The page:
If phytoestrogens are agonists at estrogen receptors on osteoblasts and osteoclasts they will help reduce osteoporosis. These estrogen receptors are quite different from the receptors on breast tissue.
From a meta analysis on the effects of isoflavones on bone mineral density in menopausal women: “Isoflavone intervention significantly attenuates bone loss of the spine in menopausal women. These favorable effects become more significant when more than 90 mg/day of isoflavones are consumed. And soy isoflavone consumption for 6 months can be enough to exert beneficial effects on bone in menopausal women.”
Soy phytoestrogens are associated with much less negative effects than synthetic endocrine disruptors. And while results of most of these soy studies are dubious—varying with age, level of consumption, and the composition of the individual’s intestinal microflora, soy studies are just as well supported as pretty much any other “eat/drink more of (vegetable, tea, “superfood” etc) and (some health benefit) happens” claims.
While most people tend to be skeptical of simply ingesting a plant and deriving benefits (especially when they are comparing the plant to the highly powerful and concentrated drugs we’ve developed), underestimating and understudying plants has brought about, and continues to bring about, death and illness to plenty of people. So maybe it provides small benefits, but at the very least research does seem to have debunked the myth that soy is dangerous for people.
Constituents of soy if you’re still worried
- Oil- large amounts of polyunsaturated fatty acids (i.e. linoleic acid (omega 3))
- Vitamins and minerals- K, P, Ca, Mg, Fe, B-Vitamins, antioxidants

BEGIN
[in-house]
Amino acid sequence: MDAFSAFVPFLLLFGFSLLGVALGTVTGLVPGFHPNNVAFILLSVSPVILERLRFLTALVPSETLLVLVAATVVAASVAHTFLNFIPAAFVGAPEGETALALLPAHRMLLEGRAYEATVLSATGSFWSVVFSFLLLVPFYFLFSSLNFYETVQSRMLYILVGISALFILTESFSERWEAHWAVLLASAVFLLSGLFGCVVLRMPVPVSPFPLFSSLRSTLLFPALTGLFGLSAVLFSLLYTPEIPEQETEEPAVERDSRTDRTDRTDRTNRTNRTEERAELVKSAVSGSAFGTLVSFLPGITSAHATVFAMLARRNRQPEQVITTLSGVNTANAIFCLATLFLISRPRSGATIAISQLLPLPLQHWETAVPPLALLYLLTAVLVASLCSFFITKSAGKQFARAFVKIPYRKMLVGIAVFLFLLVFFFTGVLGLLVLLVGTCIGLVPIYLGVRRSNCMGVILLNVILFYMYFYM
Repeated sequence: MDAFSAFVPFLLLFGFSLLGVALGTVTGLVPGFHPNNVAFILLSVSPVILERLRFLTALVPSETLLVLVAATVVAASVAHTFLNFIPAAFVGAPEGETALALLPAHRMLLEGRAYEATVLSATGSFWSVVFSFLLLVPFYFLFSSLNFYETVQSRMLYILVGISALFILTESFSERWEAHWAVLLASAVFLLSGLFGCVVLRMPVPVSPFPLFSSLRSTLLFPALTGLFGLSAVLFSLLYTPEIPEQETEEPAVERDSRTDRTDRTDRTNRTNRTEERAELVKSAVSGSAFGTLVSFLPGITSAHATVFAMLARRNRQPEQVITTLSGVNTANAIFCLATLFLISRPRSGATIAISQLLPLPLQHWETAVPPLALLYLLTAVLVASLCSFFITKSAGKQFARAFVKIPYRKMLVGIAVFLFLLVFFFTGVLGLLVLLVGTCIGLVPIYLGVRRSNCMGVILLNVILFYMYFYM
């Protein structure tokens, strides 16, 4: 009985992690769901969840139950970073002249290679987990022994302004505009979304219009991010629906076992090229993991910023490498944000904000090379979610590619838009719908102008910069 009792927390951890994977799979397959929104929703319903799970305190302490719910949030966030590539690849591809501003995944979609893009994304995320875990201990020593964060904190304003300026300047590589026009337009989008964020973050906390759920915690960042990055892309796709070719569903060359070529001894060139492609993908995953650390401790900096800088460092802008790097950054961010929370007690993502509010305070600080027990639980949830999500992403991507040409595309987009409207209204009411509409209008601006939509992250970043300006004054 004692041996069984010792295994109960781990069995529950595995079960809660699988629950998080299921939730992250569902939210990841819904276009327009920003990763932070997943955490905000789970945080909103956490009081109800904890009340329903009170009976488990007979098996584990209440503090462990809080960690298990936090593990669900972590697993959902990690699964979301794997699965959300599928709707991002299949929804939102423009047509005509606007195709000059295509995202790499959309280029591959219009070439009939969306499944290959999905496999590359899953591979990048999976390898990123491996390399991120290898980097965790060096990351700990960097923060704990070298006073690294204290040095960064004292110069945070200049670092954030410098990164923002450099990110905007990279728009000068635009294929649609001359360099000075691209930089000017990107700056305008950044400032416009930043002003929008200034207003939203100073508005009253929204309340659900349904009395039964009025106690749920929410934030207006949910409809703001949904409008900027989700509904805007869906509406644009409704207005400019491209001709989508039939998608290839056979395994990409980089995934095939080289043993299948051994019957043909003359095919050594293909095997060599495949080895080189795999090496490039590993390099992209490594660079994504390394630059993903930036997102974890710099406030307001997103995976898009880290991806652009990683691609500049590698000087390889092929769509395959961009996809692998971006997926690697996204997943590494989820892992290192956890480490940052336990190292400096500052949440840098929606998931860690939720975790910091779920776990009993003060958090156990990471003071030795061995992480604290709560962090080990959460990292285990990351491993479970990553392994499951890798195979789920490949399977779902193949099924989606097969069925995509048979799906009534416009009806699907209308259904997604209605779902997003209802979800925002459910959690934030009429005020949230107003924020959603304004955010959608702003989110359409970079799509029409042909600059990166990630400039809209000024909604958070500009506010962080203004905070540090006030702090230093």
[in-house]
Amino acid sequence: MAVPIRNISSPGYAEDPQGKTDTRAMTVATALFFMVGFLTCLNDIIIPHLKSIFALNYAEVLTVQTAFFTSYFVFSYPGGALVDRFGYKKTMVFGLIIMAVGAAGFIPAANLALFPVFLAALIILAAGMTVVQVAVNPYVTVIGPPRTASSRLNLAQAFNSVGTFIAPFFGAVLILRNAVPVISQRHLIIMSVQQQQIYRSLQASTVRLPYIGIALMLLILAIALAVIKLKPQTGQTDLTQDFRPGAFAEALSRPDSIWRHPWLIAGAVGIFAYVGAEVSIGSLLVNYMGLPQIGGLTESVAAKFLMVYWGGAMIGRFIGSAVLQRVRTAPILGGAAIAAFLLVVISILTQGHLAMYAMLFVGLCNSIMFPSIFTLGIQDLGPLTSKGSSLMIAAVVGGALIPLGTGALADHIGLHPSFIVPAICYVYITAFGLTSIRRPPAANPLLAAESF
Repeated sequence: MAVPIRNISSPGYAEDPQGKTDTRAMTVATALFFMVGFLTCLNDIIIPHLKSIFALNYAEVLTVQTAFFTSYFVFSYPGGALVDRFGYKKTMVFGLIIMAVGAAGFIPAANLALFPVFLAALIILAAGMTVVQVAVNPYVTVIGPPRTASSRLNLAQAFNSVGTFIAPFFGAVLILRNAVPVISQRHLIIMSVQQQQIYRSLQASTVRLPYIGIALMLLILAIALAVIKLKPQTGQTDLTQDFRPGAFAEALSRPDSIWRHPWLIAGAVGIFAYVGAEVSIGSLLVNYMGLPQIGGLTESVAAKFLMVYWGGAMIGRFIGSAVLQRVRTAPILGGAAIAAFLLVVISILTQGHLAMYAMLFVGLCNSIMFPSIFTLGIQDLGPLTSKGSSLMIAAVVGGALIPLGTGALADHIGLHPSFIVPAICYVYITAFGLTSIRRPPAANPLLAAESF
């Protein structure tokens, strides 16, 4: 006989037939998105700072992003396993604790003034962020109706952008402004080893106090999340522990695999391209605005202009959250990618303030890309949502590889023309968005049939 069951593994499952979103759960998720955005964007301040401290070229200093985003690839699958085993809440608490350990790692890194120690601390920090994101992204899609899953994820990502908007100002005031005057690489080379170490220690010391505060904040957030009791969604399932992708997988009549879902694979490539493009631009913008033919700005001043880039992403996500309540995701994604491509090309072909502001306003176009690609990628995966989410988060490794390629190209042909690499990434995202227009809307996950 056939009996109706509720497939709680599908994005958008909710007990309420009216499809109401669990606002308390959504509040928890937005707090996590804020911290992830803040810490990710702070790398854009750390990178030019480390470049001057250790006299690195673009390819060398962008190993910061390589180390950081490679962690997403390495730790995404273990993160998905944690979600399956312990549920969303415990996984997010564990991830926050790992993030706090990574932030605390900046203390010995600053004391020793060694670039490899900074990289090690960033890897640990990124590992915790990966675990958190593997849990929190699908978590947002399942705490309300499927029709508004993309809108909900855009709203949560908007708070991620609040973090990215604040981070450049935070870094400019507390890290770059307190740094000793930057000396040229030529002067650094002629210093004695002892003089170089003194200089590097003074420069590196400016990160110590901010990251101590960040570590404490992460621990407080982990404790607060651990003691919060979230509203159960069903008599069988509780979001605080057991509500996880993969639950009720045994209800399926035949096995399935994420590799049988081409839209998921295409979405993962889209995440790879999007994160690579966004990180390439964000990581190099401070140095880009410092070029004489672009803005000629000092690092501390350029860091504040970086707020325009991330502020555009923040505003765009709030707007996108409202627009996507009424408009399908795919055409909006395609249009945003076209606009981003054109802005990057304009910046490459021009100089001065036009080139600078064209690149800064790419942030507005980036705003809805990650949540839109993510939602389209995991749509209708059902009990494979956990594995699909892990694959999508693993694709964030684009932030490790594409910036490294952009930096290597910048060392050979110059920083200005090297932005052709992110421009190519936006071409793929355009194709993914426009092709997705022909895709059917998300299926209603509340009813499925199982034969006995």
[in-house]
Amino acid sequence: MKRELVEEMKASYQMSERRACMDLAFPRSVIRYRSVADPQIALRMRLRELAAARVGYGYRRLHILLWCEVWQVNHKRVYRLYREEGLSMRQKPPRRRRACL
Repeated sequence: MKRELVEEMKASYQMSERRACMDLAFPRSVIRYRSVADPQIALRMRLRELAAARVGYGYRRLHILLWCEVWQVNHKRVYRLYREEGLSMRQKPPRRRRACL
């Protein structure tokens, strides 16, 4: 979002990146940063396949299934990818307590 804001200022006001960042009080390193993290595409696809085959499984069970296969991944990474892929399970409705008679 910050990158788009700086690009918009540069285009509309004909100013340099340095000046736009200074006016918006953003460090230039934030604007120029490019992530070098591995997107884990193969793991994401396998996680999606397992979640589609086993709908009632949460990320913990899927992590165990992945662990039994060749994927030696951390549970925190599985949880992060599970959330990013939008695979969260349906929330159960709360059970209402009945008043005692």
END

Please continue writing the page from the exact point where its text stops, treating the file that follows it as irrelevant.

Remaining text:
- Phytosterols– Disogenin –sterol- is converted to progesterone in body
- Saponins*- being looked at especially
- Ferritins- Soybean is a good source of iron
- Phytic acid
- Glyceollins- antiestrogen activity
- Lunasin- peptide
- Unique oestrogen receptor ligand-binding domain sequence of native parrots: a possible link between phytoestrogens and breeding success. Catherine E. J. Davis A , Adrian H. Bibby A , Kevin M. Buckley A , Kenneth P. McNatty A and Janet L. Pitman. 11 July 2017.
- 2014 Jul 7. Do soy isoflavones improve cognitive function in postmenopausal women? A meta-analysis. Cheng PF1, Chen JJ, Zhou XY, Ren YF, Huang W, Zhou JJ, Xie P.
- 2003 Jan-Feb. Effects of soy and other natural products on LDL:HDL ratio and other lipid parameters: a literature review. Hermansen K1, Dinesen B, Hoie LH, Morgenstern E, Gruenwald J. .
- Soy intake and risk of endocrine-related gynaecological cancer: a meta-analysis. Myung SK, Ju W, Choi HJ, Kim SC; Korean Meta-Analysis (KORMA) Study Group.
- Soy intake and cancer risk: a review of the in vitro and in vivo data. Messina MJ1, Persky V, Setchell KD, Barnes S.
- 2014 May 28. Effects of isoflavones and amino acid therapies for hot flashes and co-occurring symptoms during the menopausal transition and early postmenopause: A systematic review. Thomas Ismail, Taylor-Swanson Cray, Schnall, Mitchell, Woods
- Clinical studies show no effects of soy protein or isoflavones on reproductive hormones in men: results of a meta-analysis. Hamilton-Reeves JM1, Vazquez G, Duval SJ, Phipps WR, Kurzer MS, Messina MJ.
- Soy isoflavone intake increases bone mineral density in the spine of menopausal women: meta-analysis of randomized controlled trials. Ma DF1, Qin LQ, Wang PY, Katoh R.
- Soy isoflavones for osteoporosis: an evidence-based approach. Taku K1, Melby MK, Nishi N, Omori T, Kurzer MS.